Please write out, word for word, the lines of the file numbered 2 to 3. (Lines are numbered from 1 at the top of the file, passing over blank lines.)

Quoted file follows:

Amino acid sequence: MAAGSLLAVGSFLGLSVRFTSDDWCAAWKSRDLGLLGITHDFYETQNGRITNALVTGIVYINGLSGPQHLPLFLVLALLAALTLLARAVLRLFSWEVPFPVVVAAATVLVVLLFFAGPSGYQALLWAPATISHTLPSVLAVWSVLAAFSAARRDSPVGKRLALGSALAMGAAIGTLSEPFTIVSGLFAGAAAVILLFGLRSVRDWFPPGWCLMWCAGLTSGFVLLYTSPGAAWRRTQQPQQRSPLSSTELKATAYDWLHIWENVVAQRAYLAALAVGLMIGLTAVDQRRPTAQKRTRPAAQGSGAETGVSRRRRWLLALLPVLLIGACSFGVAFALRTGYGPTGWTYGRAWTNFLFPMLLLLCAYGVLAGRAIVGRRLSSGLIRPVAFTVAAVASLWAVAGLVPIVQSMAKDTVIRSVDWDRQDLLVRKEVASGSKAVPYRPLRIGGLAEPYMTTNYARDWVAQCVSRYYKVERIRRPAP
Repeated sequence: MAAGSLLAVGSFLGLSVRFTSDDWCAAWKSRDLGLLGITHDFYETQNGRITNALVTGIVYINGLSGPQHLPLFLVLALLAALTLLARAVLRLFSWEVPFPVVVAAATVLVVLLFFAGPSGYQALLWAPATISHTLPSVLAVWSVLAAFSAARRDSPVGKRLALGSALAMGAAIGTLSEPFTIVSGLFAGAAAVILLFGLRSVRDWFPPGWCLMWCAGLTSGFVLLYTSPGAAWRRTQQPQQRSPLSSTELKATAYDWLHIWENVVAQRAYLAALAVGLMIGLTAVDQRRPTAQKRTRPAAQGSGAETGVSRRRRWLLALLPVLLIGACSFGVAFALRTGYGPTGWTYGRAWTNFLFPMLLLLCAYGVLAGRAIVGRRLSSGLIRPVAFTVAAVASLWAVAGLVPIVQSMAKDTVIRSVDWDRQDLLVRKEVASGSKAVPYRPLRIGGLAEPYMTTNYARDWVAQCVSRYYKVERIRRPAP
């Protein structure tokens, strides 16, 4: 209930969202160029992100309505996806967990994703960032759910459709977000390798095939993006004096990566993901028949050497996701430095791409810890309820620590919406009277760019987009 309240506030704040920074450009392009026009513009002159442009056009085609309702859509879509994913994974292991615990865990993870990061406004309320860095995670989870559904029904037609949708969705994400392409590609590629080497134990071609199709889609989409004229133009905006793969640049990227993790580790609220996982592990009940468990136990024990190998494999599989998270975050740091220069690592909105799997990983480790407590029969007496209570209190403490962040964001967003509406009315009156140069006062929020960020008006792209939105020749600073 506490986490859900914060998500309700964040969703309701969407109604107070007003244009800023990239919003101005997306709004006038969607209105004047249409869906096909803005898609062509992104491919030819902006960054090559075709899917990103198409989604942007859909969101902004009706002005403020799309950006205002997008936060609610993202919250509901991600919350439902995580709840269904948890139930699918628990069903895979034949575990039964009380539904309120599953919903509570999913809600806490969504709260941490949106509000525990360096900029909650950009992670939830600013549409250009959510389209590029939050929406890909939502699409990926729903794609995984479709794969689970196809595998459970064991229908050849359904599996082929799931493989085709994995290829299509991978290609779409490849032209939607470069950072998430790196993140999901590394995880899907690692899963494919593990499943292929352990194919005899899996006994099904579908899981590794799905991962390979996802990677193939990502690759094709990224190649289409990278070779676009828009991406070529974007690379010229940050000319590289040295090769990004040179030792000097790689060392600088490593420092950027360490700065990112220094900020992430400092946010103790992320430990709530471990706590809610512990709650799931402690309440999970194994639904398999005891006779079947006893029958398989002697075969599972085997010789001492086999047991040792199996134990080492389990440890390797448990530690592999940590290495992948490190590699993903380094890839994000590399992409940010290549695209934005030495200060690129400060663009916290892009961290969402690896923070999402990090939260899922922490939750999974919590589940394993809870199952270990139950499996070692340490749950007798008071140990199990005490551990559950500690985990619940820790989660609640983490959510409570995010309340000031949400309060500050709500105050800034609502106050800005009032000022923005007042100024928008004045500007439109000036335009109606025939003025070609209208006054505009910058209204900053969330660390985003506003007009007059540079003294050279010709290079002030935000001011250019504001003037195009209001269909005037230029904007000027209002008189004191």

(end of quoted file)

Repeated sequence: MAAGSLLAVGSFLGLSVRFTSDDWCAAWKSRDLGLLGITHDFYETQNGRITNALVTGIVYINGLSGPQHLPLFLVLALLAALTLLARAVLRLFSWEVPFPVVVAAATVLVVLLFFAGPSGYQALLWAPATISHTLPSVLAVWSVLAAFSAARRDSPVGKRLALGSALAMGAAIGTLSEPFTIVSGLFAGAAAVILLFGLRSVRDWFPPGWCLMWCAGLTSGFVLLYTSPGAAWRRTQQPQQRSPLSSTELKATAYDWLHIWENVVAQRAYLAALAVGLMIGLTAVDQRRPTAQKRTRPAAQGSGAETGVSRRRRWLLALLPVLLIGACSFGVAFALRTGYGPTGWTYGRAWTNFLFPMLLLLCAYGVLAGRAIVGRRLSSGLIRPVAFTVAAVASLWAVAGLVPIVQSMAKDTVIRSVDWDRQDLLVRKEVASGSKAVPYRPLRIGGLAEPYMTTNYARDWVAQCVSRYYKVERIRRPAP
């Protein structure tokens, strides 16, 4: 209930969202160029992100309505996806967990994703960032759910459709977000390798095939993006004096990566993901028949050497996701430095791409810890309820620590919406009277760019987009 309240506030704040920074450009392009026009513009002159442009056009085609309702859509879509994913994974292991615990865990993870990061406004309320860095995670989870559904029904037609949708969705994400392409590609590629080497134990071609199709889609989409004229133009905006793969640049990227993790580790609220996982592990009940468990136990024990190998494999599989998270975050740091220069690592909105799997990983480790407590029969007496209570209190403490962040964001967003509406009315009156140069006062929020960020008006792209939105020749600073 506490986490859900914060998500309700964040969703309701969407109604107070007003244009800023990239919003101005997306709004006038969607209105004047249409869906096909803005898609062509992104491919030819902006960054090559075709899917990103198409989604942007859909969101902004009706002005403020799309950006205002997008936060609610993202919250509901991600919350439902995580709840269904948890139930699918628990069903895979034949575990039964009380539904309120599953919903509570999913809600806490969504709260941490949106509000525990360096900029909650950009992670939830600013549409250009959510389209590029939050929406890909939502699409990926729903794609995984479709794969689970196809595998459970064991229908050849359904599996082929799931493989085709994995290829299509991978290609779409490849032209939607470069950072998430790196993140999901590394995880899907690692899963494919593990499943292929352990194919005899899996006994099904579908899981590794799905991962390979996802990677193939990502690759094709990224190649289409990278070779676009828009991406070529974007690379010229940050000319590289040295090769990004040179030792000097790689060392600088490593420092950027360490700065990112220094900020992430400092946010103790992320430990709530471990706590809610512990709650799931402690309440999970194994639904398999005891006779079947006893029958398989002697075969599972085997010789001492086999047991040792199996134990080492389990440890390797448990530690592999940590290495992948490190590699993903380094890839994000590399992409940010290549695209934005030495200060690129400060663009916290892009961290969402690896923070999402990090939260899922922490939750999974919590589940394993809870199952270990139950499996070692340490749950007798008071140990199990005490551990559950500690985990619940820790989660609640983490959510409570995010309340000031949400309060500050709500105050800034609502106050800005009032000022923005007042100024928008004045500007439109000036335009109606025939003025070609209208006054505009910058209204900053969330660390985003506003007009007059540079003294050279010709290079002030935000001011250019504001003037195009209001269909005037230029904007000027209002008189004191």